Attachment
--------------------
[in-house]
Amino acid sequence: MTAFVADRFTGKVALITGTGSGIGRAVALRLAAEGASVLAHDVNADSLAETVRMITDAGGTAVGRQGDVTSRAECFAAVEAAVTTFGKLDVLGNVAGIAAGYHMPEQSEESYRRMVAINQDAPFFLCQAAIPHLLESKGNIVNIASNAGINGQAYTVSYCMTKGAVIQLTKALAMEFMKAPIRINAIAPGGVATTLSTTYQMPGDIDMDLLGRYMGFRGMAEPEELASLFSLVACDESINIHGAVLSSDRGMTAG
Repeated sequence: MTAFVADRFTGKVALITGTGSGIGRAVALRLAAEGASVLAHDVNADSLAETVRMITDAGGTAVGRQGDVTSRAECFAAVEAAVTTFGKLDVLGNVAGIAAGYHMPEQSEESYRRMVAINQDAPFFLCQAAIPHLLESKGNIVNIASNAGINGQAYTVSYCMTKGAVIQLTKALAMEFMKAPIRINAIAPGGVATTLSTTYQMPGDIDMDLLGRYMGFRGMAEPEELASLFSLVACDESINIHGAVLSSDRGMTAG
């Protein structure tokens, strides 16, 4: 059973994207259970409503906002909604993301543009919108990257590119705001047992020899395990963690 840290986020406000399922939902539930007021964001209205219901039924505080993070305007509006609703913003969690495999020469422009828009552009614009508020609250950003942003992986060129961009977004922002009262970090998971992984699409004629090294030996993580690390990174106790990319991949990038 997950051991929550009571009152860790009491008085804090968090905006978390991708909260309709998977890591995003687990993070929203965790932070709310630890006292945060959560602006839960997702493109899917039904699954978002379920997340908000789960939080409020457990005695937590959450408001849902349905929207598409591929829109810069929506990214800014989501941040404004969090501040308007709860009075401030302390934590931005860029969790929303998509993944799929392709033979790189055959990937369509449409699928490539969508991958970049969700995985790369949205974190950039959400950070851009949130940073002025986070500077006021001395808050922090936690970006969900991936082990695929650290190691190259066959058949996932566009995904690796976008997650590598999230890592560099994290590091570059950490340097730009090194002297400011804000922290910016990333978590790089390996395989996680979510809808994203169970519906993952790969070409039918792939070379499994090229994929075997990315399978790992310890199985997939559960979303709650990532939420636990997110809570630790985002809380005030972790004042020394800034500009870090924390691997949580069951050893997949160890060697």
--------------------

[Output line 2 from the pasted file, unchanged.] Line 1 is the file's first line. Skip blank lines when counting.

Amino acid sequence: MTAFVADRFTGKVALITGTGSGIGRAVALRLAAEGASVLAHDVNADSLAETVRMITDAGGTAVGRQGDVTSRAECFAAVEAAVTTFGKLDVLGNVAGIAAGYHMPEQSEESYRRMVAINQDAPFFLCQAAIPHLLESKGNIVNIASNAGINGQAYTVSYCMTKGAVIQLTKALAMEFMKAPIRINAIAPGGVATTLSTTYQMPGDIDMDLLGRYMGFRGMAEPEELASLFSLVACDESINIHGAVLSSDRGMTAG